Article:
The United Nations was a follow-on to the League of Nations that was founded in 1919 in reaction to the carnage of WWI, “the war to end all wars.” The proposal for the League was central to US President Woodrow Wilson’s 14 Points for Peace, its purpose to offer “mutual guarantees of political independence and territorial integrity to great and small states alike.” It was supposed to provide a mechanism to hash out issues that divided nations, press for peaceful solutions to disputes, and make the recourse to aggression unnecessary and counter-productive. Ironically, although the US President was central to the League’s founding, the United States itself never became a member. Wilson was unable to win the backing of the Republicans in Congress, who pointed out that Article X of the League’s Covenant would make US participation in war obligatory should one member state be attacked by another (even if the US was not involved in the dispute). This was an unacceptable infringement of United States’ sovereignty and so the League went forward without America’s participation.
Unfortunately the League of Nations, despite some minor victories, proved unable to achieve its goals of defusing international disputes. It had no army of its own that could force down aggressor states and in the end, the great nations once again used their power to attain their own ends. Although the League stumbled on through the end of the Second World War, it was a paper tiger that commanded no respect and no authority. In 1946, it was dissolved and soon thereafter replaced with the United Nations.
The League of Nations had failed in part because it had been unable to convince the US to become a member. The United Nations tried to avoid that outcome by taking into account the realities of great power politics and so it established the Security Council, the key UN organ. Members of the Security Council were given veto power over resolutions authorizing collective action, thus providing essential protection of their sovereign rights. Despite such tweaks to the League of Nations model, the question remains whether the United Nations has been significantly more effective in preventing the recourse to force by the powerful against the weak or protecting the principle of territorial security. Clearly the answer is a resounding “no.”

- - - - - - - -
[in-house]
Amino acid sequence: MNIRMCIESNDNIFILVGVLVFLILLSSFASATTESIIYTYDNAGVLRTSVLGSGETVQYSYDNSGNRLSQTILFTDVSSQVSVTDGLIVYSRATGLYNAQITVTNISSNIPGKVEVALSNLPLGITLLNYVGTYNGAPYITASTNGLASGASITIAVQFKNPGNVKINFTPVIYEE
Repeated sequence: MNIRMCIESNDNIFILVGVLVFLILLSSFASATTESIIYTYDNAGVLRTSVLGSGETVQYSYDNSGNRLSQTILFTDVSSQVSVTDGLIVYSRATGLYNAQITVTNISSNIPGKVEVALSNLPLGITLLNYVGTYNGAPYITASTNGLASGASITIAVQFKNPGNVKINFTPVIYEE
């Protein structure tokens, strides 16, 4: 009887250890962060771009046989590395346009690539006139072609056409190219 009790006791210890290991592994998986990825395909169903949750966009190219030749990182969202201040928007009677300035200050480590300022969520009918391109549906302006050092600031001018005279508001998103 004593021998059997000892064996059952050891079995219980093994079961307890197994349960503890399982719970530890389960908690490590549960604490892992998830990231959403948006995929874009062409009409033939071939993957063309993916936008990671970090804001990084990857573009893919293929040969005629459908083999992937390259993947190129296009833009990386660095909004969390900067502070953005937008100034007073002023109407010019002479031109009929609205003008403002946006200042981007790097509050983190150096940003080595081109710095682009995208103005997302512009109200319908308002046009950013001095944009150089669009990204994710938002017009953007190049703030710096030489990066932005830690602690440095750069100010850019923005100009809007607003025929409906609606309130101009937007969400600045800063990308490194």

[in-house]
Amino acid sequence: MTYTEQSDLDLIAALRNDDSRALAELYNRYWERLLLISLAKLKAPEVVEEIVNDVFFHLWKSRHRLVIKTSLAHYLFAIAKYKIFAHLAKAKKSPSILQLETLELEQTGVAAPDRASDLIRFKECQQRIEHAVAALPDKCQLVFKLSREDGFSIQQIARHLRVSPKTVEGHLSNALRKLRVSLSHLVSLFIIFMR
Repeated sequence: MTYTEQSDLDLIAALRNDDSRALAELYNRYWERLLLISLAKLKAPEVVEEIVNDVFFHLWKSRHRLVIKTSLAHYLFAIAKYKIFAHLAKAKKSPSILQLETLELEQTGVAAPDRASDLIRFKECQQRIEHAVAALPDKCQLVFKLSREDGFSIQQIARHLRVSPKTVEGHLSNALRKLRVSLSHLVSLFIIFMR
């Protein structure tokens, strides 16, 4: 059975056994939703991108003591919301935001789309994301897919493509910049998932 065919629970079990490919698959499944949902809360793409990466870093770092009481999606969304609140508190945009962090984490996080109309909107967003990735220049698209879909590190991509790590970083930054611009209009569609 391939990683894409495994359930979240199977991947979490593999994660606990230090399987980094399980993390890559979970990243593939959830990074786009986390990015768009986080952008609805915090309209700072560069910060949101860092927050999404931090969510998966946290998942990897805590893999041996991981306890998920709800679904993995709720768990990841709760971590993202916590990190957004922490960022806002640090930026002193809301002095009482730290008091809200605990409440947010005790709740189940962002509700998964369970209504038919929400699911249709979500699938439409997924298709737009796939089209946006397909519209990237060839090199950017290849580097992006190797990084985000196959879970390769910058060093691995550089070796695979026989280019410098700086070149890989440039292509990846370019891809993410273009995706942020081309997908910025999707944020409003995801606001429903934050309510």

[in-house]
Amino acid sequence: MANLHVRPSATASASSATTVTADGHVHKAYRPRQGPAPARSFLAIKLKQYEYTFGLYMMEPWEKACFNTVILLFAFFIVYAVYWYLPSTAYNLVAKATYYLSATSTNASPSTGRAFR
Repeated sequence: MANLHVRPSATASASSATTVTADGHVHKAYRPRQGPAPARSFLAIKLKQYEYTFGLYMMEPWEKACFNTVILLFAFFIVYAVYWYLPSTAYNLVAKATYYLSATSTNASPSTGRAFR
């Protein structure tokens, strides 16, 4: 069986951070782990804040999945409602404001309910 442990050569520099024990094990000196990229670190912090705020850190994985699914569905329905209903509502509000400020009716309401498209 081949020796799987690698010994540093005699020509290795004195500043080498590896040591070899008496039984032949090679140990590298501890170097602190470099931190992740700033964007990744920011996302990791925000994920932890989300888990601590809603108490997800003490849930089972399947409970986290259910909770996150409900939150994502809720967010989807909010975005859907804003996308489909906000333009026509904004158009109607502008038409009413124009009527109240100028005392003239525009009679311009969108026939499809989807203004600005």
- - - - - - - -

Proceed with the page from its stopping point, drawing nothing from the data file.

When N. Korea invaded S. Korea in the early days of the UN, the Security Council blessed the use of force by a coalition of the willing against the aggressor nation — but in that case the USSR abstained on the vote and communist China, N. Korea’s patron, was not a member of the Council and thus had no veto. The Security Council was never asked by the US to approve a resolution authorizing its use of force in the Vietnam War, which grew insidiously from a handful of advisors to 50,000 dead American soldiers. The Security Council did not authorize the USSR invasion of Afghanistan or the US invasion of Afghanistan, although it authorized an international force to stabilize the country post-invasion. NATO never asked for Security Council authorization to bomb Yugoslavia over the Bosnian War, although it claimed resolutions calling for certain steps to be taken by Serbia and authorizing anything short of “foreign occupation” to protect civilians had authorized NATO actions, including foreign occupation. The US never asked for UN Security Council authorization to bomb Serbia over Kosovo, claiming the very Charter of the UN was an authorization. In Iraq, the United States did not ask for a Security Council resolution before its invasion on the grounds that previous resolutions relating to weapons of mass destruction and approved in relation with the first Gulf war had clearly authorized the use of force should Saddam Hussein not comply with weapons inspections obligations. In that case, Secretary General Kofi Annan made clear that he considered the US action a violation of international law – but that did not stop the US action or its subsequent occupation of Iraq. In Libya, there was no Security Council resolution authorizing NATO bombing and no repercussions to the aggression. Today the United States President has declined to seek UN Security Council authorization for the bombing of Syria, citing as justification the certainty of Russian and probably Chinese vetoes. The US has presented fabricated evidence to justify its planned aggression and ignores the UN’s assertion that the US has no proof who deployed the chemical weapons that have provided the US with an excuse for more regime change.